God’s grace abounded through his teachings, and it should be noted that he did not merely write about biblical Christianity; he lived it. He invested his life into the lives of the members of the congregation he served in Kansas and later in the lives of the many students he taught at Geneva College. As a result of his trust in the sovereign God and his commitment to slow, steady, and positive instruction, Dr. Vos was able to say this when he ceased publication of Blue Banner Faith and Life in 1979 due to his failing health:

I want at this point to express my thanks to God for His faithfulness.  He used me and my not-too-modern equipment and not-too-great ability in bearing witness to the Reformed faith, and I think there has been a rebirth of the true confession in the Covenanter Church as in many others.

We live in an age that demands instant gratification, even in the church. Dr. Vos, by his method, reminds us that God is most often pleased to work through the slow and steady method of faithful, patient, and cheerful instruction in the truth. That requires teachers and writers committed to such a method, it also requires readers committed to regularly and systematically absorbing the nutrients necessary for personal and societal reformation.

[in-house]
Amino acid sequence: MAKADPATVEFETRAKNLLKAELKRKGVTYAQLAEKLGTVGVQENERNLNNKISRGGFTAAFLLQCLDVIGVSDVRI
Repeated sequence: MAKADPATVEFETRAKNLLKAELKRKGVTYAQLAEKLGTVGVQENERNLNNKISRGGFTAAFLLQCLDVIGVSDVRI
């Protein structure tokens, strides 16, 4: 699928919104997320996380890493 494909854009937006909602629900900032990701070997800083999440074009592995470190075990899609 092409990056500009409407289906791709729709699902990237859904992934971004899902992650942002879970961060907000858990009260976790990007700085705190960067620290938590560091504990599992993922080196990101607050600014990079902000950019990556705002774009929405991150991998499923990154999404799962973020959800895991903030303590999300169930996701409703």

Today, bluebanner.org stands dedicated to the theological contributions of Dr. Vos and it contains a fuller tribute written by Dr. Byron Curtis.

One Comment

  1. Jared Olivetti March 9, 2011 at 8:38 am #

    Good stuff, James. Vos’ work is certainly a heritage to thank God for and an example to seek God’s grace to follow.